Private Henry Rodenburg (US Army) received his Medal of Honor for his actions on October 21, 1876 – January 8, 1877, at Cedar Creek, etc., Montana. His citation reads:
Gallantry in action.
Technical Sergeant Cleto Rodriguez (US Army) received his Medal of Honor for his actions on February 9, 1945, at Paco Railroad Station, Manila, Philippine Islands. His citation reads:
He was an automatic rifleman when his unit attacked the strongly defended Paco Railroad Station during the battle for Manila, Philippine Islands. While making a frontal assault across an open field, his platoon was halted 100 yards from the station by intense enemy fire. On his own initiative, he left the platoon, accompanied by a comrade, and continued forward to a house 60 yards from the objective. Although under constant enemy observation, the 2 men remained in this position for an hour, firing at targets of opportunity, killing more than 35 hostile soldiers and wounding many more. Moving closer to the station and discovering a group of Japanese replacements attempting to reach pillboxes, they opened heavy fire, killed more than 40 and stopped all subsequent attempts to man the emplacements. Enemy fire became more intense as they advanced to within 20 yards of the station. Then, covered by his companion, Pvt. Rodriguez boldly moved up to the building and threw 5 grenades through a doorway killing 7 Japanese, destroying a 20-mm. gun and wrecking a heavy machinegun. With their ammunition running low, the 2 men started to return to the American lines, alternately providing covering fire for each other's withdrawal. During this movement, Pvt. Rodriguez' companion was killed. In 2 l/2 hours of fierce fighting the intrepid team killed more than 82 Japanese, completely disorganized their defense, and paved the way for the subsequent overwhelming defeat of the enemy at this strongpoint. Two days later, Pvt. Rodriguez again enabled his comrades to advance when he single-handedly killed 6 Japanese and destroyed a well-placed 20-mm. gun by his outstanding skill with his weapons, gallant determination to destroy the enemy, and heroic courage in the face of tremendous odds, Pvt. Rodriguez, on 2 occasions, materially aided the advance of our troops in Manila.
Sergeant Joseph C. Rodriguez (US Army) received his Medal of Honor for his actions on May 21, 1951, near Munye-ri, Korea. His citation reads:
Sgt. Rodriguez, distinguished himself by conspicuous gallantry and intrepidity at the risk of his life above and beyond the call of duty in action against an armed enemy of the United Nations. Sgt. Rodriguez, an assistant squad leader of the 2d Platoon, was participating in an attack against a fanatical hostile force occupying well-fortified positions on rugged commanding terrain, when his squad's advance was halted within approximately 60 yards by a withering barrage of automatic weapons and small-arms fire from 5 emplacements directly to the front and right and left flanks, together with grenades which the enemy rolled down the hill toward the advancing troops. Fully aware of the odds against him, Sgt. Rodriguez leaped to his feet, dashed 60 yards up the fire-swept slope, and, after lobbing grenades into the first foxhole with deadly accuracy, ran around the left flank, silenced an automatic weapon with 2 grenades and continued his whirlwind assault to the top of the peak, wiping out 2 more foxholes and then, reaching the right flank, he tossed grenades into the remaining emplacement, destroying the gun and annihilating its crew. Sgt. Rodriguez' intrepid actions exacted a toll of 15 enemy dead and, as a result of his incredible display of valor, the defense of the opposition was broken, and the enemy routed, and the strategic strongpoint secured. His unflinching courage under fire and inspirational devotion to duty reflect highest credit on himself and uphold the honored traditions of the military service.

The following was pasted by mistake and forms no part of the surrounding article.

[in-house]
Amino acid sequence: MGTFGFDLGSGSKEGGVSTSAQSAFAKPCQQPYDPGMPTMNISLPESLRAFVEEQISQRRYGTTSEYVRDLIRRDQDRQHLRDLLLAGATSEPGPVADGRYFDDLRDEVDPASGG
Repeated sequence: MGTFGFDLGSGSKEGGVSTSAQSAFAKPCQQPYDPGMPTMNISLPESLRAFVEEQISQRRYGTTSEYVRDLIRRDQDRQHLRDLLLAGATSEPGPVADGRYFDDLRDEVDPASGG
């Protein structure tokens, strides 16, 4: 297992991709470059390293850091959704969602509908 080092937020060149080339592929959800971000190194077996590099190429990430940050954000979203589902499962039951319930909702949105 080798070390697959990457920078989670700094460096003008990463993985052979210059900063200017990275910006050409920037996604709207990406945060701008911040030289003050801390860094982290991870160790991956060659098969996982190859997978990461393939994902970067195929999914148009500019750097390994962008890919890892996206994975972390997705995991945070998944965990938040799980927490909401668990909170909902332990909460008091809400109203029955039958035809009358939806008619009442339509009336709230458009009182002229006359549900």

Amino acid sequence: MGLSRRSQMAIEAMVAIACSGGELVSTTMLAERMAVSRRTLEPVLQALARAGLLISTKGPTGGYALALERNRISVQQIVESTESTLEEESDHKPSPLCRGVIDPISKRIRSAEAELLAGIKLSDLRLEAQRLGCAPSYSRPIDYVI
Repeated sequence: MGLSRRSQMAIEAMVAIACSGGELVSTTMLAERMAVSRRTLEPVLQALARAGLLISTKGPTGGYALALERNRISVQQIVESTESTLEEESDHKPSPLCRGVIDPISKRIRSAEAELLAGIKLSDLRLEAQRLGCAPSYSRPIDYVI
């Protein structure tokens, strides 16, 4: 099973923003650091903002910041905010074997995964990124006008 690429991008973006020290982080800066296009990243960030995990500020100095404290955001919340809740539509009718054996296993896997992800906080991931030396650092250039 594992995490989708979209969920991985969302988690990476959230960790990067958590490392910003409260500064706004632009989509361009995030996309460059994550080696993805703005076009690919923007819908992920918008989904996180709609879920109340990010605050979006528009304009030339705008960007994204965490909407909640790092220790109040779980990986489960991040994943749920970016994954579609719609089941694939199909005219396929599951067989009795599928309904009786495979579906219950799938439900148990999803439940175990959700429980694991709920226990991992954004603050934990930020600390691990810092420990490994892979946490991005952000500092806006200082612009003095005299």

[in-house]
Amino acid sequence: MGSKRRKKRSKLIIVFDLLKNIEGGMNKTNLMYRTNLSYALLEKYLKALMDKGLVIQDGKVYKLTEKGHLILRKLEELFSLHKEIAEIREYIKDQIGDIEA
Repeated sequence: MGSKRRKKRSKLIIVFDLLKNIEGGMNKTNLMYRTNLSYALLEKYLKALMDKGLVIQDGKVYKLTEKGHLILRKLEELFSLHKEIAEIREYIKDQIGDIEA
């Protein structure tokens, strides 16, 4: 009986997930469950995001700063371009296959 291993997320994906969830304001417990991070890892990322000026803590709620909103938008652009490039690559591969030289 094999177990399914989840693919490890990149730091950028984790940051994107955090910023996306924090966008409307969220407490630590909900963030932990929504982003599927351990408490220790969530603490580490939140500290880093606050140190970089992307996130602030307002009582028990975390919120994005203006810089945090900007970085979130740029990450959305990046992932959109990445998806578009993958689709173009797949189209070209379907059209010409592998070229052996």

I would like to take a minute today to thank all of you who donated to my Walk to End Alzheimer’s campaign! Because of you (and me… I’ll never ask you to donate to something I won’t donate to), I was able to raise $800… $300 over the goal I had set. This $800 put me in the “Champions Club”, for the second time since they’ve had the club. I haven’t been as focused on this event the past couple of years (at least, not as much as I would like to be). Next year I think I am going to form a team to walk with me. You won’t have to raise money (though it would be nice if you did), but it would be nice to have a group walking with me and Mary Ruth and Susie (and possibly The Wife and Daniel… though they couldn’t make it this year because of his soccer game).
Thank you to:
My cousins Jim and Deeny
My Labor Day Cousin’s Jane and AJ
My Labor Day Aunt Janie and Uncle DG
Mom and Dad
Aunt Yvonne and Uncle George
My most loyal friends Jeremy and Rebecca
My cousin Louis and his family (Casey, Avery and Kelsey)
My cousin Susan
Sonny and Cougar
Teresa Lynn and Brent
My good friend Danny (yes, that Danny) and our Favorite Nurse Jen
I hope everyone starts saving up their money for The Walk next year… and maybe a cure will be found before too long so we can focus our time and money on a different disease.
If you didn’t give, but wish you had… Fear not! You can still donate here.
|Getting ready for the walk|
|I think this was the largest crowd I've seen at one of these|
|A few in-walk pics|
|Me with my shirt and medal (MR wore the medal during the race)|
|Me with my fellow walkers getting ready to leave the house|
|The girls right before the walk with their flowers|
|A little post-walk work on Susie's hair|
|Aunt Yvonne came by after the walk to see her favorite child... suck it Susan! :)|